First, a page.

Virginia Estate Planning Attorney Explains Benefits of Donating Stock with a Low Basis
Fairfax, VA (Law Firm Newswire) March 21, 2017 –
Many people consider making gifts to qualified charitable organizations in an effort to lower their possible estate income tax liability while helping a worthwhile cause. Potential donors should be careful to gift only the “right kind” of stock, and not the “wrong kind.”
If a person is making a contribution of stock that was owned for more than one year, the owner’s tax deduction is decided by the stock’s fair market value. Therefore, if the owner donates stock with a low basis that was held for a lengthy period of time, the increase in value is never subject to tax. On the other hand, if the owner donates stock held for one year or less, the owner is required to use the basis, or cost, as the amount contributed.
Respected Vienna, Virginia estate planning attorney Lisa McDevitt says, “Those who are contemplating making donations of stock to charity are recommended to consult an estate planning attorney who will advise them to gift stock with a low basis so that they will incur the lowest tax liability.”
Thus, it is best to donate long-term stock with a low basis and retain stock with a high basis, particularly if it is held for a short amount of time. Consider the following scenarios. An individual purchased Stock A some years ago for $10,000, and it is currently worth $20,000. In addition, the owner acquired Stock B earlier in the year for $15,000, and it is now worth $15,500. If the owner donates Stock B prior to the end of the year, the deduction will be limited to $15,000, which is the owner’s basis in the stock. However, if the owner donates Stock A instead, the deduction will be $20,000, and the owner will never pay tax on the appreciation of $10,000.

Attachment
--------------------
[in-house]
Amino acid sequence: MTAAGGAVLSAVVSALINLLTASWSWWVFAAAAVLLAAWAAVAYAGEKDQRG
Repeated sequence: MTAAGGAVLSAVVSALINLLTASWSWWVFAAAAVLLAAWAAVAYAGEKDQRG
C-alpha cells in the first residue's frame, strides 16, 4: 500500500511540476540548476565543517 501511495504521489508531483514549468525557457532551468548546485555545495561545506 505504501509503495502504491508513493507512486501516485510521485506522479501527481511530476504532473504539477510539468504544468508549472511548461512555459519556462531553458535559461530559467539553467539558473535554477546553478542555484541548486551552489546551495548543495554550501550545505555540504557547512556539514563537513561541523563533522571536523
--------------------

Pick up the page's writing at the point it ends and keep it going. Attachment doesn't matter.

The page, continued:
If the stock has declined in value, and the owner will benefit from a tax loss by year-end, the owner can sell the stock and then make a donation of the proceeds to charity. The alternative is to donate the stock, and realize a deduction that is limited to the fair market value of the stock.Learn more at http://www.mcdevittlaw.net